New Book to Guide Civil Society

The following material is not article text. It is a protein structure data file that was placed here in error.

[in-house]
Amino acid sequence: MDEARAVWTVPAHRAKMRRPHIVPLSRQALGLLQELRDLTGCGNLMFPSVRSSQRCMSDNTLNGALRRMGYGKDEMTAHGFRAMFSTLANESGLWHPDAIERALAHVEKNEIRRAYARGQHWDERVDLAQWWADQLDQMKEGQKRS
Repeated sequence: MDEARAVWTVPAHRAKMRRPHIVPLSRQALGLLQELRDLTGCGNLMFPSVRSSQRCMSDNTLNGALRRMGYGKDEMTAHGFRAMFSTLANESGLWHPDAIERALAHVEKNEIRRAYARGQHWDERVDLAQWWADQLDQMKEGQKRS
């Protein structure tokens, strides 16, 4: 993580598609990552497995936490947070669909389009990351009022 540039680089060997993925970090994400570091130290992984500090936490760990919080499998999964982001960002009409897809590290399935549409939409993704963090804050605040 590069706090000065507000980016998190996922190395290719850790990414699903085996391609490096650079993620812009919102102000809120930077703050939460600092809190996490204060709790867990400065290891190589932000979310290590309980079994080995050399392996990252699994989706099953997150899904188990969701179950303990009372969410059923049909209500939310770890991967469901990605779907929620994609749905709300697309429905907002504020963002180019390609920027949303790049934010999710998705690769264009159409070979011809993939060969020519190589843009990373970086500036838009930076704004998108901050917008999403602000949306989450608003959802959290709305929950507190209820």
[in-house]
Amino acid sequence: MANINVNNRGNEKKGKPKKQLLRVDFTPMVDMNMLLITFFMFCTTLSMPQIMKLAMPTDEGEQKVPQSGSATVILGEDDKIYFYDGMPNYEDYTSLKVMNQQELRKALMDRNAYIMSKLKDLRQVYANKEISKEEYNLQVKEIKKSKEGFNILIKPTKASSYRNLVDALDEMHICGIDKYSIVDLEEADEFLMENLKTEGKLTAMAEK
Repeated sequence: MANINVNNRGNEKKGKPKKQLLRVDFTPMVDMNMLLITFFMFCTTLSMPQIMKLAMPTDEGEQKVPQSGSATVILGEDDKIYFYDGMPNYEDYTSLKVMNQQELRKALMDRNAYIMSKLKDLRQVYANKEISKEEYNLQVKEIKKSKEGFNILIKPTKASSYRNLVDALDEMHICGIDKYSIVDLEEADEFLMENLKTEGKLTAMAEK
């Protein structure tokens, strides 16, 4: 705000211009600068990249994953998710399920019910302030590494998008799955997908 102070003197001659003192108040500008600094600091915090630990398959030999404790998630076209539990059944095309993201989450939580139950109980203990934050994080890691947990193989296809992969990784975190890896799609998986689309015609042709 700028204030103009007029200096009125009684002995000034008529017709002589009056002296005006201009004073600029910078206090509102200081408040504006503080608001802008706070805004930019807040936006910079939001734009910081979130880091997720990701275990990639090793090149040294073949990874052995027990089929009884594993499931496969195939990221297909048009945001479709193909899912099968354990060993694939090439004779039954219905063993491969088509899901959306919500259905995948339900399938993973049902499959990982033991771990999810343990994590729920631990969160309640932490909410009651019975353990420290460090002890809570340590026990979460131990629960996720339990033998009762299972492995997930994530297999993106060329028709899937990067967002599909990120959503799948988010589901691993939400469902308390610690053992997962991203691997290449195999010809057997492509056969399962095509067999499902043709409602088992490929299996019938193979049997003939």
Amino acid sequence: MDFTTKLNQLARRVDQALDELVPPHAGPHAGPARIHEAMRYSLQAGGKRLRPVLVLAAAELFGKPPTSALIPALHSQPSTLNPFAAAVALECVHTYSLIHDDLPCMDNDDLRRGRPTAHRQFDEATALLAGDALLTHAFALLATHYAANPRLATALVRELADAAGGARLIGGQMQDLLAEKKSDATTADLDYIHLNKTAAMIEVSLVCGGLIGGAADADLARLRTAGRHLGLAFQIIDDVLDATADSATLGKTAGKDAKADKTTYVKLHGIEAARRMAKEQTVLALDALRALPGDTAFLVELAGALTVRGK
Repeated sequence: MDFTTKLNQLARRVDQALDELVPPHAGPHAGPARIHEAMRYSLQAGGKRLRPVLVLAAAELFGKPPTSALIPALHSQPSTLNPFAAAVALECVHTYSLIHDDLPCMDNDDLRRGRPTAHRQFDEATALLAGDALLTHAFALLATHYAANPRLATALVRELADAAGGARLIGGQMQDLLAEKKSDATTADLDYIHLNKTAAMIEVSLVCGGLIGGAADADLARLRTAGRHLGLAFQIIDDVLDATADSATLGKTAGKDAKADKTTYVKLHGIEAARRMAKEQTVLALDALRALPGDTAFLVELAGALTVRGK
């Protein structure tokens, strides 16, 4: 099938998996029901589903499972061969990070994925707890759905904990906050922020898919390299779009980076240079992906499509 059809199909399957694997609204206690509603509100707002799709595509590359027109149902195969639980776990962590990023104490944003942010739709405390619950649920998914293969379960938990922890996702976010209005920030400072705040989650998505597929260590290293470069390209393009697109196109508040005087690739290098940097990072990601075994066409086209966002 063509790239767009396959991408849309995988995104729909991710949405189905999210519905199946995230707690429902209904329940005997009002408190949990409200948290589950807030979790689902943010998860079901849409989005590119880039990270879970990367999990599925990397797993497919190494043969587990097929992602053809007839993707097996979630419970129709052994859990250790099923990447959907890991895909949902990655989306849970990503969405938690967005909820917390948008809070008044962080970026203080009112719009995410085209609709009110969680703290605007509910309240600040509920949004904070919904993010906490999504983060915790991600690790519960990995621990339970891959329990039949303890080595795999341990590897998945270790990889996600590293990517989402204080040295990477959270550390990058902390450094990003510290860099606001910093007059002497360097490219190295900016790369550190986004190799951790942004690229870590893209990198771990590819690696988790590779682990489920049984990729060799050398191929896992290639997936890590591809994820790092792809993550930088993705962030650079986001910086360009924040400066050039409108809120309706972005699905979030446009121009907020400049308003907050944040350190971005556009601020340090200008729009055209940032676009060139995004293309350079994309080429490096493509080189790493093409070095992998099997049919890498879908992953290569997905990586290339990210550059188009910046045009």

By Wezi Tjaronda WINDHOEK A handbook to guide civil society organisations in registering their entities was launched yesterday. It is believed that some non-governmental organisations are caught in a vicious circle of not being able to meet donor requirements for ensuring transparency, accountability, and effective project management structures and therefore not meeting the grade for funding. They can neither get funding nor develop as sustainable organisations. The !Nara Training Centre, with assistance from the German Development Service (DED) developed a handbook entitled Registration of Civil Society Organisations in Namibia, to support NGOs in overcoming structural constraints such as organisational management, bookkeeping, reporting and monitoring requirements. The handbook says that to be effective and efficient, an organisation must have a good structure and must relate to its members and its stakeholders in an accountable and transparent manner. “Good governance is at the base of effectiveness among civil society organisations,” it says. At the launch of the publication yesterday, DED’s Programme Coordinator, Marianne Woeller said it has not been easy for organisations to find out why it is important to become registered, what they need to register and also who can help them to register. Many groups, which call themselves NGOs or faith-based organisations, noted Woeller, were not registered and have reported difficulties in getting the respective documents to enable them become registered. While this is the case, Woeller said, it was difficult for donor organisations to support projects financially if they are not registered. “One does not know if they are really non-profit social working groups or initiatives. They often do not have clear accounting and reporting procedures nor financial control,” she added. Developing a constitution, which is one of the requirements for registration, said she, was very helpful as it helped organisations to specify their objectives, activities, membership, and board and management structures. These issues and many more needed to be clarified before an organisation can start to work. “Later the group might collapse because members of the organization have not agreed about their management structures and procedures before hand. Having a written constitution helps to avoid these problems,” Woeller added. The handbook contains information to help organisations get registered. These include the types of civil society organisations possible in Namibia, why organisations should register, setting up voluntary organisations, registering a welfare organisation, setting up a trust or company, setting up under other registration or incorporation, taxes for work done, registration with local authority and keeping registrations up to date, among many other aspects. The handbook also outlines the code of ethics of the civil society’s umbrella body, the Namibia Non Governmental Organisation Forum (NAN-GOF).